Brit chip designer Dialog Semi confirms 'advanced discussions' regarding purchase by Japan’s Renesas

Warns €67.50-per-share offer would represent a very tidy premium, but may not happen


Updated British chip design company Dialog Semiconductor has confirmed it is in “advanced discussions” with Japan’s Renesas Electronics Corporation regarding a possible acquisition.

Both companies published Sunday announcements about the deal.

Renesas’ document mentioned recent media speculation about “potential acquisition of a UK-based semiconductor” and said that speculation is “largely accurate.”

Dialog named Renesas in its statement [PDF], adding that the discussions have suggested €67.50-per-share could change hands.

Apple opens Dialog box of cash: $600m deal for a chunk of chip biz's power-management-fu

READ MORE

Dialog’s shares trade on Germany’s XETRA and closed trading last Friday at US$68.26 (£49.70, €56.70). If Renesas makes an offer at €67.50 it would represent a hard-to-resist 16 per cent premium.

When acquisition targets don’t want to be bought, their statements usually say as much, and quite forcefully. This one offers a sound disclaimer to the effect that Dialog will say more when it can but can’t be sure anything will happen, before trailing off into legalese about what Renesas has to say in public about the offer, and when the Japanese company must say it.

Dialog is a fabless chip designer that produces components including Wi-Fi and Bluetooth controller silicon, and counts Apple and Samsung among its customers. Dialog has recently tried to position itself as a supplier to automotive and internet-of-things companies. In 2018, Apple acquired part of the company to get its hands on power management technology for the iPhone.

SK Hynix slips past rivals Samsung and Micron to launch world's first DDR5 DRAM sticks

READ MORE

Renesas operates in similar fields, but has half a dozen fabs in Japan, where it makes ARM-based SoCs in addition to numerous less glamorous components.

At $6.9bn annual revenue and almost 20,000 staff, the Japanese company is rather larger than Dialog’s $1.55bn and 1,850 souls.

Dialog was founded in the USA but uses the UK as its HQ. Edinburgh hosts an R&D facility, and the biz has major facilities in Germany and other locations. If the company is sold, it may be less politically perilous than Softbank’s 2016 acquisition of Brit chip darling Arm. ®

Updated to add

It's now official and agreed: Dialog will be acquired [PDF] for €4.886bn ($5.9bn) in shares by Renesas. The deal is subject to the usual shareholder and regulatory approval.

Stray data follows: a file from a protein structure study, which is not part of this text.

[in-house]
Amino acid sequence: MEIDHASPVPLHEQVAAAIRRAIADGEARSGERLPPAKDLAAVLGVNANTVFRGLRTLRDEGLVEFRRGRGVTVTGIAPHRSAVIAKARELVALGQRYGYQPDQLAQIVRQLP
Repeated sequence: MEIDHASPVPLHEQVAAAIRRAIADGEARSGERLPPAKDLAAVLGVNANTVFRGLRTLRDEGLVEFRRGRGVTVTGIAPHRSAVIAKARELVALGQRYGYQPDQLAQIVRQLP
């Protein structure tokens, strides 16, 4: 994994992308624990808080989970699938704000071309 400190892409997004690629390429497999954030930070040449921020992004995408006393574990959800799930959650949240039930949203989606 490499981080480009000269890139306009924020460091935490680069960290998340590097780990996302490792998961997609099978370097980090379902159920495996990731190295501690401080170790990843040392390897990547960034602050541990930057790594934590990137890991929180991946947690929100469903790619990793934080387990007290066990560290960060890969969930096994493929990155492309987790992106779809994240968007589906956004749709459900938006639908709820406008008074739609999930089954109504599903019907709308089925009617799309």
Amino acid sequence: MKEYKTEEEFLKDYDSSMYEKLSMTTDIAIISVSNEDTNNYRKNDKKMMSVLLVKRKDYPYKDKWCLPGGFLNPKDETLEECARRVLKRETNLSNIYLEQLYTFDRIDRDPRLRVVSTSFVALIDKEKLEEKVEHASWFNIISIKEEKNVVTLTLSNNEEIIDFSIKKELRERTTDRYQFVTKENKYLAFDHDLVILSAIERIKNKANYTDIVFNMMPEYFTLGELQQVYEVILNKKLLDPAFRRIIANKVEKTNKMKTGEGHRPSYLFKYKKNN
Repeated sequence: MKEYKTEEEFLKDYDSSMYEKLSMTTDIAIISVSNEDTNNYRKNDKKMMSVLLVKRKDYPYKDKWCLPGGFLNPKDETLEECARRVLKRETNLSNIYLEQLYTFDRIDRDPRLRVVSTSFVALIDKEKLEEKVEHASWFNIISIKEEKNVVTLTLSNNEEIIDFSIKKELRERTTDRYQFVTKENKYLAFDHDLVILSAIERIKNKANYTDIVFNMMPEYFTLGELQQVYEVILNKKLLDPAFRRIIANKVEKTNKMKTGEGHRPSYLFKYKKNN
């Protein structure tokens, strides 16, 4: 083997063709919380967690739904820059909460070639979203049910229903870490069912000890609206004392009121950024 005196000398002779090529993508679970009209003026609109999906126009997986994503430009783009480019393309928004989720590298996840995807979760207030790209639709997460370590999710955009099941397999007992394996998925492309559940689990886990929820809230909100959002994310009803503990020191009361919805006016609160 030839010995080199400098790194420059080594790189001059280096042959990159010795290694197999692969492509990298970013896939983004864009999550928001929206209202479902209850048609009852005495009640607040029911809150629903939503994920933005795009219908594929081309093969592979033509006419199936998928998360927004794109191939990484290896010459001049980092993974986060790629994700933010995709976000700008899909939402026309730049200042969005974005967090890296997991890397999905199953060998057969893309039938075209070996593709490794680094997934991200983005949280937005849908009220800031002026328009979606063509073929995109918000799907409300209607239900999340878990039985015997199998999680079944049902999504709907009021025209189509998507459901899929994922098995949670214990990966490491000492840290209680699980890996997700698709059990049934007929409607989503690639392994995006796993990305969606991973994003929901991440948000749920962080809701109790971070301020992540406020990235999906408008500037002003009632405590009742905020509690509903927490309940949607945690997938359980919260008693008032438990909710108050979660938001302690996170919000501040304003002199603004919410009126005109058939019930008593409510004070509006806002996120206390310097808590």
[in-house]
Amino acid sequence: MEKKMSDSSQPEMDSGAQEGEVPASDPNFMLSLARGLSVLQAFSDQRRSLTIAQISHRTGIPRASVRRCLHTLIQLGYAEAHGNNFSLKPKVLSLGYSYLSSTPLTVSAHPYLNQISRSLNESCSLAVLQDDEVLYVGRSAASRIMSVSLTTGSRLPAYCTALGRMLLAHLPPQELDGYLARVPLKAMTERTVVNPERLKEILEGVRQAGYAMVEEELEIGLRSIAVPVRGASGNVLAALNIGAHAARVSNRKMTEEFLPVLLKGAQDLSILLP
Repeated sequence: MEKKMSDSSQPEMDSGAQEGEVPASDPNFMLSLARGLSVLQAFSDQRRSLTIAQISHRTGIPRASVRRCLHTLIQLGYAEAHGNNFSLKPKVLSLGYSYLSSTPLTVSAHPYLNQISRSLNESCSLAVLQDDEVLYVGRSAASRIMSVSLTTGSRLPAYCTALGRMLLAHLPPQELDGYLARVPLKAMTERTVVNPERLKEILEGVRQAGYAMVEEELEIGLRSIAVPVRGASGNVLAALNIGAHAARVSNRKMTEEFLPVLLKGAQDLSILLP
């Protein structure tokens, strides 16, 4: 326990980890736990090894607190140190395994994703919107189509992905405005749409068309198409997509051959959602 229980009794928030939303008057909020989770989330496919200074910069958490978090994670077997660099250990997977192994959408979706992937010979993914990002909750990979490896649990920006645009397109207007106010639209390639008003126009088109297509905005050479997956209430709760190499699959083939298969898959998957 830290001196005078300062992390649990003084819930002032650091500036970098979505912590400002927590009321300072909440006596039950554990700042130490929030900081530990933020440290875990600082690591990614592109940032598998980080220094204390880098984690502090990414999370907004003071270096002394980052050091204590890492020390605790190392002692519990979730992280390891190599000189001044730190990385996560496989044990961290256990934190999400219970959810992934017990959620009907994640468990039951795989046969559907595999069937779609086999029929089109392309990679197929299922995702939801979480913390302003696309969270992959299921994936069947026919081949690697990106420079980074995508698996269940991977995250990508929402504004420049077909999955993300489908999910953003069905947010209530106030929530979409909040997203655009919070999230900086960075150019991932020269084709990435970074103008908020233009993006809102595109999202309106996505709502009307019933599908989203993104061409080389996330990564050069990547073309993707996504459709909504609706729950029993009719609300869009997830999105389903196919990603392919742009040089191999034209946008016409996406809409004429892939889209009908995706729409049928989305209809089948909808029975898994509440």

Similar topics


Other stories you might like

  • Restructure at Arm focused on 'non-engineering' roles
    Meanwhile, CEO wants to vacuum up engineering talent amid return to stock market

    Updated Arm today told The Reg its restructuring ahead of its return to the stock market is focused on cutting "non-engineering" jobs.

    This is after we queried comments made this morning by Arm chief executive Rene Haas in the Financial Times, in which he indicated he was looking to use funds generated by the expected public listing to expand the company, hire more staff, and potentially pursue acquisitions. This comes as some staff face the chop.

    This afternoon we were told by an Arm spokesperson: "Rene was referring more to the fact that Arm continues to invest significantly in its engineering talent, which makes up around 75 percent of the global headcount. For example, we currently have more than 250 engineering roles available globally."

    Continue reading
  • Arm says its Cortex-X3 CPU smokes this Intel laptop silicon
    Chip design house reveals brains of what might be your next ultralight notebook

    Arm has at least one of Intel's more capable mainstream laptop processors in mind with its Cortex-X3 CPU design.

    The British outfit said the X3, revealed Tuesday alongside other CPU and GPU blueprints, is expected to provide an estimated 34 percent higher peak performance than a performance core in Intel's upper mid-range Core i7-1260P processor from this year.

    Arm came to that conclusion, mind you, after running the SPECRate2017_int_base single-threaded benchmark in a simulation of its CPU core design clocked at an equivalent to 3.6GHz with 1MB of L2 and 16MB of L3 cache.

    Continue reading
  • Intel is running rings around AMD and Arm at the edge
    What will it take to loosen the x86 giant's edge stranglehold?

    Analysis Supermicro launched a wave of edge appliances using Intel's newly refreshed Xeon-D processors last week. The launch itself was nothing to write home about, but a thought occurred: with all the hype surrounding the outer reaches of computing that we call the edge, you'd think there would be more competition from chipmakers in this arena.

    So where are all the AMD and Arm-based edge appliances?

    A glance through the catalogs of the major OEMs – Dell, HPE, Lenovo, Inspur, Supermicro – returned plenty of results for AMD servers, but few, if any, validated for edge deployments. In fact, Supermicro was the only one of the five vendors that even offered an AMD-based edge appliance – which used an ageing Epyc processor. Hardly a great showing from AMD. Meanwhile, just one appliance from Inspur used an Arm-based chip from Nvidia.

    Continue reading

Biting the hand that feeds IT © 1998–2022